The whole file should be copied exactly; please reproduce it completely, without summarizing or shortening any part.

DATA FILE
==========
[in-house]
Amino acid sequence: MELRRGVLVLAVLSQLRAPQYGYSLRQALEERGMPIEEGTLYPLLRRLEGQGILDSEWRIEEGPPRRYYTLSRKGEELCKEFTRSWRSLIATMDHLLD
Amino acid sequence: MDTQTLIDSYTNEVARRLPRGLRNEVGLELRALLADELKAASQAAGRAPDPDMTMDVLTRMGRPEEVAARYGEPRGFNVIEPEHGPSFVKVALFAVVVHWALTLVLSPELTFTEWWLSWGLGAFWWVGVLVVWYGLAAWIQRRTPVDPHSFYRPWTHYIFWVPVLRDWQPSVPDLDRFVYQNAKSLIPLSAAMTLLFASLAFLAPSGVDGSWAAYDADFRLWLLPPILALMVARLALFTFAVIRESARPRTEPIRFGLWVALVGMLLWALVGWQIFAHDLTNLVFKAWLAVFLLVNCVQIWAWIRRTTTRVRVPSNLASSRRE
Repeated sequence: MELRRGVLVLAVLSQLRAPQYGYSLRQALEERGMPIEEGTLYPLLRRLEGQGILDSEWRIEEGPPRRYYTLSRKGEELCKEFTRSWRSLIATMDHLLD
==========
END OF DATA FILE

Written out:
[in-house]
Amino acid sequence: MELRRGVLVLAVLSQLRAPQYGYSLRQALEERGMPIEEGTLYPLLRRLEGQGILDSEWRIEEGPPRRYYTLSRKGEELCKEFTRSWRSLIATMDHLLD
Amino acid sequence: MDTQTLIDSYTNEVARRLPRGLRNEVGLELRALLADELKAASQAAGRAPDPDMTMDVLTRMGRPEEVAARYGEPRGFNVIEPEHGPSFVKVALFAVVVHWALTLVLSPELTFTEWWLSWGLGAFWWVGVLVVWYGLAAWIQRRTPVDPHSFYRPWTHYIFWVPVLRDWQPSVPDLDRFVYQNAKSLIPLSAAMTLLFASLAFLAPSGVDGSWAAYDADFRLWLLPPILALMVARLALFTFAVIRESARPRTEPIRFGLWVALVGMLLWALVGWQIFAHDLTNLVFKAWLAVFLLVNCVQIWAWIRRTTTRVRVPSNLASSRRE
Repeated sequence: MELRRGVLVLAVLSQLRAPQYGYSLRQALEERGMPIEEGTLYPLLRRLEGQGILDSEWRIEEGPPRRYYTLSRKGEELCKEFTRSWRSLIATMDHLLD